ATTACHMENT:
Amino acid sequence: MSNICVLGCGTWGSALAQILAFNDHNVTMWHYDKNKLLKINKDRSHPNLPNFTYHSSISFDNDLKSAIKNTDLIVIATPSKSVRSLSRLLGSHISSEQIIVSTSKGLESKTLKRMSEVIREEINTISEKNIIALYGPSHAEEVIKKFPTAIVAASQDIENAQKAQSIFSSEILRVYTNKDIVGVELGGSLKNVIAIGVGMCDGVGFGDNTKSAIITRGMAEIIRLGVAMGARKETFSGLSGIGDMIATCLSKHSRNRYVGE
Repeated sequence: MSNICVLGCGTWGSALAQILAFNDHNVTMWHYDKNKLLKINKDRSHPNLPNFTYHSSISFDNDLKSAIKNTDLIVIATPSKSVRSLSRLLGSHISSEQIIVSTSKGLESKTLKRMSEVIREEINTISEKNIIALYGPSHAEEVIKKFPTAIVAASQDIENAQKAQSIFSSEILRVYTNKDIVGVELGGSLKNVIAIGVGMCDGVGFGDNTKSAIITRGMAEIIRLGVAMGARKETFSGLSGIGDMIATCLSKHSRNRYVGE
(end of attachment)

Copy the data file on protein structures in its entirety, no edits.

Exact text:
Amino acid sequence: MSNICVLGCGTWGSALAQILAFNDHNVTMWHYDKNKLLKINKDRSHPNLPNFTYHSSISFDNDLKSAIKNTDLIVIATPSKSVRSLSRLLGSHISSEQIIVSTSKGLESKTLKRMSEVIREEINTISEKNIIALYGPSHAEEVIKKFPTAIVAASQDIENAQKAQSIFSSEILRVYTNKDIVGVELGGSLKNVIAIGVGMCDGVGFGDNTKSAIITRGMAEIIRLGVAMGARKETFSGLSGIGDMIATCLSKHSRNRYVGE
Repeated sequence: MSNICVLGCGTWGSALAQILAFNDHNVTMWHYDKNKLLKINKDRSHPNLPNFTYHSSISFDNDLKSAIKNTDLIVIATPSKSVRSLSRLLGSHISSEQIIVSTSKGLESKTLKRMSEVIREEINTISEKNIIALYGPSHAEEVIKKFPTAIVAASQDIENAQKAQSIFSSEILRVYTNKDIVGVELGGSLKNVIAIGVGMCDGVGFGDNTKSAIITRGMAEIIRLGVAMGARKETFSGLSGIGDMIATCLSKHSRNRYVGE